anonymous
  • anonymous
The amplitude of a wave is A and intensity is I. Which amplitude is neccessary for the intensity to be doubled to 2I? a. A^2 b. √A c.√2A d. 2A
Physics
  • Stacey Warren - Expert brainly.com
Hey! We 've verified this expert answer for you, click below to unlock the details :)
SOLVED
At vero eos et accusamus et iusto odio dignissimos ducimus qui blanditiis praesentium voluptatum deleniti atque corrupti quos dolores et quas molestias excepturi sint occaecati cupiditate non provident, similique sunt in culpa qui officia deserunt mollitia animi, id est laborum et dolorum fuga. Et harum quidem rerum facilis est et expedita distinctio. Nam libero tempore, cum soluta nobis est eligendi optio cumque nihil impedit quo minus id quod maxime placeat facere possimus, omnis voluptas assumenda est, omnis dolor repellendus. Itaque earum rerum hic tenetur a sapiente delectus, ut aut reiciendis voluptatibus maiores alias consequatur aut perferendis doloribus asperiores repellat.
chestercat
  • chestercat
I got my questions answered at brainly.com in under 10 minutes. Go to brainly.com now for free help!
Michele_Laino
  • Michele_Laino
the intensity is proportional to the square of the amplitude
anonymous
  • anonymous
I=kA^2 so i multiplied both sides by two to get 2I=2A^2 am i right?
Michele_Laino
  • Michele_Laino
yes! correct! So, the new amplitude is: sqrt(2)*A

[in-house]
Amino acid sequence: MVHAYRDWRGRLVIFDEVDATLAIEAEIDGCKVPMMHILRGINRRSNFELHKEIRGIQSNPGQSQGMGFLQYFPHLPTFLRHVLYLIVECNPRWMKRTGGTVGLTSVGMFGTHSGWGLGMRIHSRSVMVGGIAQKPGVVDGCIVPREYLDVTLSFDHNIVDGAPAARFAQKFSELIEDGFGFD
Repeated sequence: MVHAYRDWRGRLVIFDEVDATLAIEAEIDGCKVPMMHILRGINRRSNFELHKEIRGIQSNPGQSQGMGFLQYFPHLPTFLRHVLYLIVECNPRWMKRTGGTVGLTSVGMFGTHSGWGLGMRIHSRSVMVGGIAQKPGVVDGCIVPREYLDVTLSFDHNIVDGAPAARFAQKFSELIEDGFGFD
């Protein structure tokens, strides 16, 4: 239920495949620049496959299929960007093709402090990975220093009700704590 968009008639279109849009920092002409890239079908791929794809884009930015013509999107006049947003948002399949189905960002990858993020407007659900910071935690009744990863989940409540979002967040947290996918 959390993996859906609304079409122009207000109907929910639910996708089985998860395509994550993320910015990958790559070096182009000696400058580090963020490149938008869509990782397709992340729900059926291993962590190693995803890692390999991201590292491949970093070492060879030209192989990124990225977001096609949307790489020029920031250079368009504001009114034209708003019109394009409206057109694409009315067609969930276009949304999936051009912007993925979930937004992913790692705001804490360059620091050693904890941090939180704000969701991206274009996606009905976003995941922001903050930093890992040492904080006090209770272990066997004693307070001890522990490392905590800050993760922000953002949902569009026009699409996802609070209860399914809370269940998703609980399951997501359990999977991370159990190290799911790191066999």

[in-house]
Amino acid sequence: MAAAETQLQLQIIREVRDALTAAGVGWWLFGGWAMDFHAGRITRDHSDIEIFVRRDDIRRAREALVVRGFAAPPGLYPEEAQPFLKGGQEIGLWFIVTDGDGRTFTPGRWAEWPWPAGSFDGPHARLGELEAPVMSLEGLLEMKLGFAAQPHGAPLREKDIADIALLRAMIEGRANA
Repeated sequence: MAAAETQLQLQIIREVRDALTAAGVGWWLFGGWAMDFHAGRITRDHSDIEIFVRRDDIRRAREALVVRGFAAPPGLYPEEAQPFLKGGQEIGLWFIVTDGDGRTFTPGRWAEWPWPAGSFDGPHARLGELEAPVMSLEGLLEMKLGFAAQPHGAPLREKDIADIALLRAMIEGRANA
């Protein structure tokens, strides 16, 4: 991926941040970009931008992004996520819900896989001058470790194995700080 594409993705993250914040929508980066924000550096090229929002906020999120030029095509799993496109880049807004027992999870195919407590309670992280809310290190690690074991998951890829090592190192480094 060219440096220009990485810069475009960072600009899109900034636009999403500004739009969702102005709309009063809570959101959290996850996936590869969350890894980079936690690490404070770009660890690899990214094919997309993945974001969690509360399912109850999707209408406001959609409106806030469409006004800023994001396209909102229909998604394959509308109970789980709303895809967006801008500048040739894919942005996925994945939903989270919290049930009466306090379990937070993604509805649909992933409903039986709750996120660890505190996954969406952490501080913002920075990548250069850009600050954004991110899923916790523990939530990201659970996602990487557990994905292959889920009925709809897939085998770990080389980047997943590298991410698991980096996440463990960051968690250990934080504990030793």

Looking for something else?

Not the answer you are looking for? Search for more explanations.

More answers

anonymous
  • anonymous
But wouldn't it give √2I too? Or it doesn't matter ?
Michele_Laino
  • Michele_Laino
no the intensity is 2*I, so we can write: \[2I = K{A^2} + K{A^2} = 2K{A^2} = K{\left( {\sqrt 2 A} \right)^2}\]
Michele_Laino
  • Michele_Laino
so the new amplitude is: \[{\sqrt 2 A}\]
anonymous
  • anonymous
But if we square root one side of the equation won't we do the same to the other side? So it becomes like √2I=k√2A ?
anonymous
  • anonymous
@Michele_Laino
Michele_Laino
  • Michele_Laino
I haven't squared root the sides of that equation. The new intensity is 2*I, and as all intensities, it has to be proportional to the square of some amplitude, so I can write: \[\Large 2I = K{B^2}\] where B is the new amplitude. Now comparing that equation with the previous equation: \[\Large 2I = 2K{A^2}\] we can write: \[\Large {B^2} = 2{A^2}\] and taking the square root, we get: \[\Large B = \sqrt 2 A\]
Michele_Laino
  • Michele_Laino
@rosestella
anonymous
  • anonymous
Ohh! I get it if you put √2A in 2I=kB^2 you get 2A^2 THANKYOU SO MUCH !!!!
Michele_Laino
  • Michele_Laino
:):)

Looking for something else?

Not the answer you are looking for? Search for more explanations.